“This Is Not a Photograph: Nephi Anderson’s Dorian as a Sort of LDS Sons and Lovers; or a Portrait of the Mormon Solipsist as a Young Man” by Jacob Bender


In the lead-up to the March 31 release of our Peculiar Edition of Nephi Anderson’s novel Dorian we will be running a series of posts featuring the first paragraph (and one other paragraph of the editor’s whim) from the essays included in that volume. Come back for more every Tuesday and Thursday.


The wonder of Nephi Anderson’s Dorian is that it isn’t called Carlia, who is arguably the far more interesting character. In Carlia we have someone straight out of a Thomas Hardy novel, a Mormon Tess of the d’Urbervilles: She is a poor, rural, working-class farm girl forced by poverty and circumstance to forsake any chance of higher learning and a better life, instead to toil obscurely for her broken and indifferent family. She is ignored by her would-be lover and her spirit cracks under the constant grind and toil. In a moment of weakness she is seduced, violated, and disgraced by an unscrupulous interloper. Ashamed, she runs away into even greater penury and misery, her child dies soon after birth, and she is left alone to suffer in the dead of winter. As compared to Dorian, she is the more fascinating, pathos-ridden character, but Anderson didn’t give us Carlia. He gave us Dorian, and hovering around the peripheries of Dorian is a more interesting novel wherein Carlia’s suffering resonates more profoundly and speaks to the human condition more deeply than golden boy Dorian’s good fortune ever does….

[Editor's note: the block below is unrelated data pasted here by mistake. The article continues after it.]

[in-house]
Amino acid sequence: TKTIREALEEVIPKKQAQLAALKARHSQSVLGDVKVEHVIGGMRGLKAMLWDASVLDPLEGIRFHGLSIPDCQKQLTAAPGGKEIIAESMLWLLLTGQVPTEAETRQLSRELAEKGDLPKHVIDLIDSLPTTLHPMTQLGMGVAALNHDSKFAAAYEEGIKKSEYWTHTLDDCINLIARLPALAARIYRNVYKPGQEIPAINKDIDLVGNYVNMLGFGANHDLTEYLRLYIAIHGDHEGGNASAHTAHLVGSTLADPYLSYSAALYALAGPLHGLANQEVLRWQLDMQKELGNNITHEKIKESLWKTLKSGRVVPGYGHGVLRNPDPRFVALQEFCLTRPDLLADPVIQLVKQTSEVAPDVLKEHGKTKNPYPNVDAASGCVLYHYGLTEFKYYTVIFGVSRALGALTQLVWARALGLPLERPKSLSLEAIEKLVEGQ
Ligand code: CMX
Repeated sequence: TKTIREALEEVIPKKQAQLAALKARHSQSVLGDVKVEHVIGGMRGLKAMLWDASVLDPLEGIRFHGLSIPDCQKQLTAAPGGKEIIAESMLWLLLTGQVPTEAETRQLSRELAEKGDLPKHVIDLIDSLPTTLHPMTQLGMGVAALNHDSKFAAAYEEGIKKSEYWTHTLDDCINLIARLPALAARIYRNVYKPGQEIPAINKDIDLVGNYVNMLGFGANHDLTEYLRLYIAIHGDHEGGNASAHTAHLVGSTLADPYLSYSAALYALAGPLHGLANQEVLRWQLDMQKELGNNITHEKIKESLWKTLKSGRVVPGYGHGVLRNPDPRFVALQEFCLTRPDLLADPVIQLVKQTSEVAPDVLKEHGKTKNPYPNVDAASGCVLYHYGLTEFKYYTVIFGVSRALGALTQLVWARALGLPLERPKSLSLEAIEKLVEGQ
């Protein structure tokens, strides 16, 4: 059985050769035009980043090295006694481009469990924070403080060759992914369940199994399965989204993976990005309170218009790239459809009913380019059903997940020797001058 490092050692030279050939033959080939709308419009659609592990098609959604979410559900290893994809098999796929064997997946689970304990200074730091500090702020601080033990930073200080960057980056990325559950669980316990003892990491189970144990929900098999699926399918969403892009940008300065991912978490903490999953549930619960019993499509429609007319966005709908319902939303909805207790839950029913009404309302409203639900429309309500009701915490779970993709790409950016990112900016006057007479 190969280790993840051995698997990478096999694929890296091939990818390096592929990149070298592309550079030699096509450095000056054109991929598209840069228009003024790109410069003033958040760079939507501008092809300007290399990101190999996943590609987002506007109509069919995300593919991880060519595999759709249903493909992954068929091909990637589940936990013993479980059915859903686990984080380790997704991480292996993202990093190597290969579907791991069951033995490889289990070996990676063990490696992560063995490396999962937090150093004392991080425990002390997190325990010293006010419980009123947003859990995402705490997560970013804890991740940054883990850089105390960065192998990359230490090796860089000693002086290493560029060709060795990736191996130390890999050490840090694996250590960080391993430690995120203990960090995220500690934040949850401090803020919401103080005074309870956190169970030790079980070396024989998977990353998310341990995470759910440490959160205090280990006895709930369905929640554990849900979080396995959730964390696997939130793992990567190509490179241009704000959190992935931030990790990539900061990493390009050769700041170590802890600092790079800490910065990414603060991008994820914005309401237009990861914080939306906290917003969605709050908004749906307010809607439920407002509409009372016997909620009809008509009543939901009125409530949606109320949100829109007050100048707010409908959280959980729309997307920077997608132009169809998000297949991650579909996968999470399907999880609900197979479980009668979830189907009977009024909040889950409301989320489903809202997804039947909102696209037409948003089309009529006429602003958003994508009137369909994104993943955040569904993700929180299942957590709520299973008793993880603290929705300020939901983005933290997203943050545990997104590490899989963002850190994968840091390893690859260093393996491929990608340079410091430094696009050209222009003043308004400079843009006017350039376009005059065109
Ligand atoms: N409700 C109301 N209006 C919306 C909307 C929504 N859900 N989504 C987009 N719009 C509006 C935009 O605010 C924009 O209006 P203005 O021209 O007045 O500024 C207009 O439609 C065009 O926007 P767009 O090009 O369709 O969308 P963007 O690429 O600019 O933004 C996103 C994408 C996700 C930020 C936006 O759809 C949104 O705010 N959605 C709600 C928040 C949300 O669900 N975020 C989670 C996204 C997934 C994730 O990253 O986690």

Then at the end of chapter four, something remarkable happens: While Stephen ponders whether to become a priest, he stumbles upon a girl walking along the surf of the beach. She barely acknowledges him. This becomes an epiphanic moment in Stephen’s life, for he has beheld the intensity of someone else’s experience—someone living an entire life outside of his own. “Heavenly God!” he cries. He decides to become an artist so as to see, like Meredith, more than is commonly seen. Near the novel’s close, Stephen writes, “Welcome, O life! I go to encounter for the millionth time the reality of experience.” For Joyce, an artist recognizes the intensity of life and experience. Meredith also recognizes life’s intensity through artistic perception. She is in fact training Dorian to look more closely, to experience life more intensely, that is, to think more like an artist—like Stephen Daedalus before him.

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